LEXINGTON, Ky. –U.S. Senate candidate Amy McGrath held a live virtual town hall on Thursday where she answered Kentuckians’ questions on issues such as our aging infrastructure, health care, corruption in Washington, and the state’s new election procedures.
“Prior to the coronavirus pandemic, I had been traveling the state listening to your concerns about things like prescription drug prices and bringing good jobs to Kentucky,” said McGrath. “Even though I can’t be with you all in person right now, it is so important to continue those conversations, and this tele-town hall is one way to do that.”
Elaine, from Berea, said that now more than ever, it’s clear that health care is needed for everyone and asked McGrath about her plan to provide health care coverage for all citizens.
McGrath said she supports providing a public health insurance option for all Americans that is not tied to employment, to both give Kentuckians more options and drive down costs by forcing private insurers to compete with Uncle Sam. She also emphasized the need for Congress to cap increases on health insurance premiums as they are expected to rise by as much as 40% next year because of the costs of treating coronavirus patients.
Anthony, from Summer Shade, said many rural areas in Kentucky are in need of new sewer systems as well as repairs and upgrades to existing ones, and that his community often gets left out of grants and programs to address this issue.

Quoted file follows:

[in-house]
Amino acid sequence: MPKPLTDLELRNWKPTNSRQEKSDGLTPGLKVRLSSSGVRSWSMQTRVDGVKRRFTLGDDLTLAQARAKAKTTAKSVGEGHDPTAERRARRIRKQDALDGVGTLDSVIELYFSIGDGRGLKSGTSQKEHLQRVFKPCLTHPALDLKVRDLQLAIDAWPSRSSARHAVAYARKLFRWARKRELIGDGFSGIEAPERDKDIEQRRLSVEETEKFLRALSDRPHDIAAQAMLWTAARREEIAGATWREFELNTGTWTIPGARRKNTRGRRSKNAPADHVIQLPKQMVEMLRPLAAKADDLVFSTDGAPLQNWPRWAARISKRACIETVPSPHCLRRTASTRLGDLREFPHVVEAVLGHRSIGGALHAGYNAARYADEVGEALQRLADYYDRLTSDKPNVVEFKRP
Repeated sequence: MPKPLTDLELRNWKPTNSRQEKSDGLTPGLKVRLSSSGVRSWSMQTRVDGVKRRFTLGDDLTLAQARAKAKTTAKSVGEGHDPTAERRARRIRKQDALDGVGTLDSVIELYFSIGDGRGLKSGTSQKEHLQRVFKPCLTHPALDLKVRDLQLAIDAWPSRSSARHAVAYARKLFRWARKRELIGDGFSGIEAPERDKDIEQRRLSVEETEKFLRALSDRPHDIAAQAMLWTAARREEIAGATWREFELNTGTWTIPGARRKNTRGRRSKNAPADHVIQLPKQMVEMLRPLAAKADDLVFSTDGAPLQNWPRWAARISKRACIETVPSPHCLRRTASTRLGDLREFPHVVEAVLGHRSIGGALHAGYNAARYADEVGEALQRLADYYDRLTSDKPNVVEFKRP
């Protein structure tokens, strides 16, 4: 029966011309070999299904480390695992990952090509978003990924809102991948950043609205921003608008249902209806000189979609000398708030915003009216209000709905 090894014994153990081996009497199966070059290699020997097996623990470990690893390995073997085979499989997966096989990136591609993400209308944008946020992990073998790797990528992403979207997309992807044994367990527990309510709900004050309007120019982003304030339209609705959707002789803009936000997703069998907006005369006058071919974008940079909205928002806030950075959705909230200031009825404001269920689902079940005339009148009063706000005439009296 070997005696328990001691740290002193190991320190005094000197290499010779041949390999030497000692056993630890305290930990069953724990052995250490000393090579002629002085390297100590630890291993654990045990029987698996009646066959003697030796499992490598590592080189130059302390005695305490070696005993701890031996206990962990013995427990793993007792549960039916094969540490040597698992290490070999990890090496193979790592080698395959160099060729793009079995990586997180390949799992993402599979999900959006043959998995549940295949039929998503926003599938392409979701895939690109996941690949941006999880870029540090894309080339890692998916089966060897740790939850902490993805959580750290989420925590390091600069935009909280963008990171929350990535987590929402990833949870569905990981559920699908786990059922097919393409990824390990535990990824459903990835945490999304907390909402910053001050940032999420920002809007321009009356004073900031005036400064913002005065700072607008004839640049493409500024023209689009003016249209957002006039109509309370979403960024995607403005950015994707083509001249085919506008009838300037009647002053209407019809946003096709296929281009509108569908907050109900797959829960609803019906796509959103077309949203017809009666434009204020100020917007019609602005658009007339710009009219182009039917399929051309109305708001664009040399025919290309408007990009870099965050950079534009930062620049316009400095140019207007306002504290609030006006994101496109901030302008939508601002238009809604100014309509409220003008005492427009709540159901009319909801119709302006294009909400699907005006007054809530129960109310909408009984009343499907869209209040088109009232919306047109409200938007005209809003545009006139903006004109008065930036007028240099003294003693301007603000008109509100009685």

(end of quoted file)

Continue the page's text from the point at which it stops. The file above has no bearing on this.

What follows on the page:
McGrath said it is “unacceptable” that some parts of rural Kentucky rely on 80-year-old sewage systems, and in Martin County, there are Kentuckians who don’t have reliable access to clean water.
“We have got to have meaningful, purposeful investment in our aging infrastructure,” she said. “If we don’t we will struggle to keep up with the rest of the country. … The money is there. We can do this as a country; we’ve done it before. We just need someone in Washington who will be there to fight for Kentucky and the best interests of the country.”
McGrath also said it is vital for us to invest in 21st century infrastructure like broadband. Kentucky’s internet speeds are nearly the slowest in the nation. Up to 80% of some rural residents—like those in Hancock and Lyon counties—do not have access to a single broadband provider. This lack of high-speed internet or no internet at all has left rural Kentuckians with significant barriers to economic development, education, and higher overall quality of life.
The tele-town hall is part of the McGrath’s campaign’s efforts to stay connected to voters while social distancing. In addition to the town hall, McGrath has been holding virtual meetings with constituency groups and regional councils and has started a podcast, On Duty with Amy McGrath, which features conversations with Kentuckians on the COVID-19 response, the opioid epidemic, domestic violence, prescription drug prices and more.